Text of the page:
Romano died from cardiorespiratory arrest, respiratory failure and pneumonia brought on by his infection in May 2008. The board decision notes that Sedgwick didn’t make any payments for medical care until June 23, 2008. Additionally, the Appeals Board affirmed penalties imposed by a workers’ compensation judge for 11 instances of unreasonably delaying medical care. The decision says one of the unnecessary delays involves the late payment on a $275,439 bill submitted by Medi-Cal for treatment provided to Romano after Sedgwick refused to authorize treatment. Prior to SB 899 becoming law, the maximum penalty for this violation would have been $27,534, or 10% of the late payment. Since SB 899 became law, the maximum penalty under Section 5814 is 25% of the delayed medical benefits, up to $10,000. The California Applicants’ Attorneys Association said at the time that reducing penalties is “ludicrous” and that poor audit performance results – finding that about one in five cases have delayed or unpaid benefits – points to the need to increase penalties instead. CAAA President Larry Stern said in an email on Monday that SB 899 reduced penalties so much that they have no deterrent effect on insurers. “The practice of unreasonably delaying and denying recommended medical care has grown from a behavior by bad actors to a central feature of the workers’ compensation insurance carriers’ business practice,” he said. “They make more money on the interest and investment income from delaying paying for care and compensation than they are fined, so they make money by delaying and denying.” Stern said what happened to Romano is not an isolated incident and that insurers are “getting away with physical and psychological torture through unreasonable delay and denial.” Steve Cattolica, director of government relations for the California Society of Industrial Medicine and Surgery, said he believes that reducing penalties for unreasonable delays eliminated the incentive for carriers to do a good job. “I’m absolutely convinced those changes had an effect on what the carriers perceived their accountability to be,” he said. “The penalties that exist today, they’re chump change, when it really comes down to it.” Cattolica said penalties need to be large enough to change behavior and create a disincentive for carriers to delay paying bills or authorizing treatment. Hitting carriers with larger fines for late payments could also cut down on the number of liens being filed, he said. Cattolica said SB 863 instituted lien-filing fees and activation fees to try to change the behavior of lien claimants, but nobody has done anything to address the real cause of liens, which he said is the fact that carriers won’t pay their bills.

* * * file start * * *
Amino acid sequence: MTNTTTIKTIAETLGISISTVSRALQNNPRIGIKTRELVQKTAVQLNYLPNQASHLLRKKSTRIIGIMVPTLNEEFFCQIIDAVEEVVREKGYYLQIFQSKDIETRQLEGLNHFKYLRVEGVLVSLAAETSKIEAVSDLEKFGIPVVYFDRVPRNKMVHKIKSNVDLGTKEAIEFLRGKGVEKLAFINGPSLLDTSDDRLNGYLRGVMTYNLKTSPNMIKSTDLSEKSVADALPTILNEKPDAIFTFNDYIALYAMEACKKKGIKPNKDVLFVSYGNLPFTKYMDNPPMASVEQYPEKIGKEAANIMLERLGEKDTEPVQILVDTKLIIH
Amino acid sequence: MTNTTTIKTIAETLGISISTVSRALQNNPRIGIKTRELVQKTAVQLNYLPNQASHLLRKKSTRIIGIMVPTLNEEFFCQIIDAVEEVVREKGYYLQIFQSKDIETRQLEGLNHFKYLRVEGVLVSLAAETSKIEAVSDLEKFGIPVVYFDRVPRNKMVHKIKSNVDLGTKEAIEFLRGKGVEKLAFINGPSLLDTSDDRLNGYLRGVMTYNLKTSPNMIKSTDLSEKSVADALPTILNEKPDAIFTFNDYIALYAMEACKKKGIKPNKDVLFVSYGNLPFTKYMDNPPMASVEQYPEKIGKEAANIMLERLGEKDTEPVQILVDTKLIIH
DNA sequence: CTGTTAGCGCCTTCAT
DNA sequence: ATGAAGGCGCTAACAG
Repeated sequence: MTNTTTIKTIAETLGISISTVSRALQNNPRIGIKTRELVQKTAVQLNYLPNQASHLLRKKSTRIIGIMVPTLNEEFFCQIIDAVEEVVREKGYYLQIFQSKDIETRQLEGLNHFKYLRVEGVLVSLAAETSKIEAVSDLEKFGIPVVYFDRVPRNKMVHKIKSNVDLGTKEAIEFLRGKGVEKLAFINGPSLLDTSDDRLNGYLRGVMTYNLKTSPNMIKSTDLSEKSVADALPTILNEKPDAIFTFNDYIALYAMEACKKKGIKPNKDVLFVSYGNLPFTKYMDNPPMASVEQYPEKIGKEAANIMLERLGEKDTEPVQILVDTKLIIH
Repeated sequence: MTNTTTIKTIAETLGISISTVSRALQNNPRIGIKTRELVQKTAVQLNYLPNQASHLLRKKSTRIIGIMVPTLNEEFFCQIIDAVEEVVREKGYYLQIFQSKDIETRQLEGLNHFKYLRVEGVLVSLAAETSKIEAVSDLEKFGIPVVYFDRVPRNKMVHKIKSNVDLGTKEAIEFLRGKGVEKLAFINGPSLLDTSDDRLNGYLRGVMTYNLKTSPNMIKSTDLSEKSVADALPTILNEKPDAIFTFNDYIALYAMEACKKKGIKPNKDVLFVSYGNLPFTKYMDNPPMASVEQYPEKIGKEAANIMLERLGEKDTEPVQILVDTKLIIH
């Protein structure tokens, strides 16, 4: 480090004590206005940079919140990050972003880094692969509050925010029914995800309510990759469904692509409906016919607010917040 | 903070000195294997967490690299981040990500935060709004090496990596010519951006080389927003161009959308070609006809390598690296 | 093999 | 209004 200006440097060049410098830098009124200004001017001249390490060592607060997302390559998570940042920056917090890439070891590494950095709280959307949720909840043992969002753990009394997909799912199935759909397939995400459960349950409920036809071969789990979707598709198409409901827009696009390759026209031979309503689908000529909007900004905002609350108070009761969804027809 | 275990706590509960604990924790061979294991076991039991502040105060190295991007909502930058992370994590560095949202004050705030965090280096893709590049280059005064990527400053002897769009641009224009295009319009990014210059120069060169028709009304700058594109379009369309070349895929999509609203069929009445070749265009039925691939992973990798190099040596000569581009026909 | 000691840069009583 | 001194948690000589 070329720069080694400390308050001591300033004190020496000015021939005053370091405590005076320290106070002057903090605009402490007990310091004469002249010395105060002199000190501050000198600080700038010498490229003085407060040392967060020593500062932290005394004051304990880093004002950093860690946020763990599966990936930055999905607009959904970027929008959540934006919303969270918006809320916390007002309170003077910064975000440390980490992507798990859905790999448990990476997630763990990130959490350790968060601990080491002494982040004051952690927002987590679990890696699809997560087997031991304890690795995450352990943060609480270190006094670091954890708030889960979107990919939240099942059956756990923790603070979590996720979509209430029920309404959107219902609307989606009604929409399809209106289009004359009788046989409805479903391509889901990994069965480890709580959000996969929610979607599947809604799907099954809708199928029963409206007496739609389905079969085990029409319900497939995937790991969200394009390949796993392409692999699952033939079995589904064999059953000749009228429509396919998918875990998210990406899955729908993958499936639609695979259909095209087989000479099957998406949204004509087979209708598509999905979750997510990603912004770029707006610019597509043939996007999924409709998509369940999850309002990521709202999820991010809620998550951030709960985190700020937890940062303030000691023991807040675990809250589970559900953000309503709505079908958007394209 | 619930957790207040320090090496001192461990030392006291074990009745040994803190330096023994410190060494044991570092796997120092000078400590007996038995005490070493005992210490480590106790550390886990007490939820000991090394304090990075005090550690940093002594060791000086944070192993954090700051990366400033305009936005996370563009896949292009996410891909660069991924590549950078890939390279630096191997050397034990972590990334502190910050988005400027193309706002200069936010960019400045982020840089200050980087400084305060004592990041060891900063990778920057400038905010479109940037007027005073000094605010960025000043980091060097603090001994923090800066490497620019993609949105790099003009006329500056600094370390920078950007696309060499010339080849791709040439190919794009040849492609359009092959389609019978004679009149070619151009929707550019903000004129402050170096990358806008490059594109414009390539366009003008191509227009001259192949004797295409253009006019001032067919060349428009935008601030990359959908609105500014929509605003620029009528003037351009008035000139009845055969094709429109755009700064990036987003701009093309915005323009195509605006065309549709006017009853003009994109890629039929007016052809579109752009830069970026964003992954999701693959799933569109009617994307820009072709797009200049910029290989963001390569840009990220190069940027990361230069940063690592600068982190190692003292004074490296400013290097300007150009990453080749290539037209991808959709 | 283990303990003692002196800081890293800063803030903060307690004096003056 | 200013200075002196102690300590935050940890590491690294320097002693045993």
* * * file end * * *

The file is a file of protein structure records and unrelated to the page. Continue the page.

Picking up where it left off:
“You’ve got to get upstream and stop the liens from occurring in the first place,” he said. “You’ve got to stop the adjusters from thinking they can do things that they shouldn’t in the first place. Go to the source of the problem; you don’t just treat the symptom.”
Dan Mora, president of the California Workers’ Compensation Services Association, said he’s happy to see that the Audit Unit will be asked to investigate Sedgwick for the actions described in the WCAB decision. However, he also said the Audit Unit can’t levy fines large enough to force carriers to act differently. “They will only change their policy when slapped hard enough,” he said. “Forcing payers to cough up more in penalties is the right thing to do.” Alan Gurvey, managing partner at the Law Firm of Rowen, Gurvey & Win, said he had a similar experience with the same Sedgwick adjuster named in the WCAB decision. However, he said the case does not have the “evidence necessary for publication” that was in the WCAB decision, “but when something smells fishy, many times it is.”
“This is, however, an important topic as there are other adjusters who seemingly take it upon themselves to inject their own intransigence into cases without legal justification,” Gurvey said. “Fortunately, these adjusters are in the minority, but increased awareness of penalties, sanctions, audits, etc., may help curtail the willy-nilly claims handling of these maverick adjusters.”
The Association of California Insurance Companies had no comment on the WCAB decision or penalties for claims-handling practices.